120 jobs lost due to Údarás red tape

Up to 120 jobs earmarked for Cork have been lost after a company claimed plans to develop an international training college were dashed by Údarás na Gaeltachta’s bureaucracy.

The project, and related jobs, are set to be moved to north Wales where local enterprise officials have promised more to attract the development than had originally been asked of Údarás.

The specialist training firm, Trident Safety Group, drafted a proposal and designs for a €3.2m revamp of the historic but decaying Coláiste Íosagáin in Ballyvourney, in the heart of Cork’s Muskerry gaeltacht.

Trident wanted to buy Coláiste Íosagáin for a nominal sum, pay for its development into a residential college for a revolving roster of international students and fit out a portion of the complex for Údarás start-ups.

The plans were drawn up during a three-year engagement between Údarás, the economic development agency for Irish-speaking areas, and Trident.

The Ballincollig-based firm had spent €78,000advancing its plans for Ballyvourney until problems surfaced in late 2010.

According to Trident, the deal hit the rocks when Údarás revealed it was bound by rules governing the donation of properties for client projects. It would only offer a long-term lease on the campus.

Last summer, Trident sent its plans to Jobs Minister Richard Bruton to advise him the investment was now likely to proceed in Wales.

Mr Bruton was told by the company’s technical director, Bernard Walsh, about the difficulty between it and Údarás.

“My fellow directors have decided to take a completed offer from the north Wales development agency, who have heard of our plans through one of our English companies and who have offered complete support for this proposal to be positioned in north Wales.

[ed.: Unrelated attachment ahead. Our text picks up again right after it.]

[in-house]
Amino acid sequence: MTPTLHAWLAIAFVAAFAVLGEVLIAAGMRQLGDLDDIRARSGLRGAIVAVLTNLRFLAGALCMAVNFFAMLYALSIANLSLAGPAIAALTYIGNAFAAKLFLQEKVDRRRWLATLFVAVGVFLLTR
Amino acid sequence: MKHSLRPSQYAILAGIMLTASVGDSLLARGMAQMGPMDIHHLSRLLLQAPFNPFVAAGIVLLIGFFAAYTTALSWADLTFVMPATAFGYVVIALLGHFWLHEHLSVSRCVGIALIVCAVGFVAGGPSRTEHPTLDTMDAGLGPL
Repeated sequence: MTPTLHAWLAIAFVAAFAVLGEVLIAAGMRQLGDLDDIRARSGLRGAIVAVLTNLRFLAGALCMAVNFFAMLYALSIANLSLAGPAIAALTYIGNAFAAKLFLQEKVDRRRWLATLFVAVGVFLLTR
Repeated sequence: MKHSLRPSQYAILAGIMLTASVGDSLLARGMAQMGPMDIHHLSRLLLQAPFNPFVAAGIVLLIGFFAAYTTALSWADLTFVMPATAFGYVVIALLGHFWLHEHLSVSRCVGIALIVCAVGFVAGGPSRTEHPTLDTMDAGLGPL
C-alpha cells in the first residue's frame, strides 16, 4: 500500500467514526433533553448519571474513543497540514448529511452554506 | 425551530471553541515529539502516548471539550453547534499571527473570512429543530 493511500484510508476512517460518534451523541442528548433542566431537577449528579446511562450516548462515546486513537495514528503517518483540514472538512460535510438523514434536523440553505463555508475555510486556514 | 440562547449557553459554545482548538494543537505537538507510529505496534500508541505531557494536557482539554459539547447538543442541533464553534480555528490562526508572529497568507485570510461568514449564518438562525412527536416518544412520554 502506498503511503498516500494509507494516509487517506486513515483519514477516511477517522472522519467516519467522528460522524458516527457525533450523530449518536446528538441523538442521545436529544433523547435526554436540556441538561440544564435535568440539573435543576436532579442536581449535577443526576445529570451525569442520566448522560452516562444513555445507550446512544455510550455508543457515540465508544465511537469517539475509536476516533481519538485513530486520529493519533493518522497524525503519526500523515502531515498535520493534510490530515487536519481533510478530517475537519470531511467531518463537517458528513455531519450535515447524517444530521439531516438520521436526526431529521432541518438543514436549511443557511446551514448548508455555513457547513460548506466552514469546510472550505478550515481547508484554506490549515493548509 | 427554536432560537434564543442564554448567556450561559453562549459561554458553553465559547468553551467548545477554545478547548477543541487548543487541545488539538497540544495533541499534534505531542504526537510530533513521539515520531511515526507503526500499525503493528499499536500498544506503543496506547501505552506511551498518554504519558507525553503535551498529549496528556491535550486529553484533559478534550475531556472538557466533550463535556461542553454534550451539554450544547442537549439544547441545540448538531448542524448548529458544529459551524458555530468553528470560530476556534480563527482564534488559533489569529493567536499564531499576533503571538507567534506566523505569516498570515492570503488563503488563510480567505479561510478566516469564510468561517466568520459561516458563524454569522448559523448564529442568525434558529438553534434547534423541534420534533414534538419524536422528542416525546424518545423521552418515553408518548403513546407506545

“I am writing to advise your department of these facts and to comment as an Irishman it is a shame that after three years in discussion all we attracted was more bureaucracy,” he said.

Mr Walsh said it has yet to sign off on a deal in Wales. But, while there was scope for last-ditch negotiation, it was unlikely the Muskerry plan could be resurrected.

Sinn Féin councillor Des O’Grady said it beggared belief that at a time when thousands of people queued up in Cork and Dublin to look for opportunities to work abroad, neither Údarás or the Government appeared willing to do more to accommodate the plans.

Last summer, Mr Walsh received a letter from Mr Bruton’s private secretary saying the proposal for the “joint exploitation of Coláiste Íosagáin” was brought to the minister’s attention.

But, in a statement, Mr Bruton’s department said the issue was passed to the Department of the Gaeltacht as it had responsibility for Údarás.

The department said additional information had been sought from Trident in April and again following the letter to Mr Bruton, but the extra detail had not been submitted by Trident.

This correspondence related to a grant application to cover the €78,000 in exploratory costs for the project and not the substantive issue of the site.


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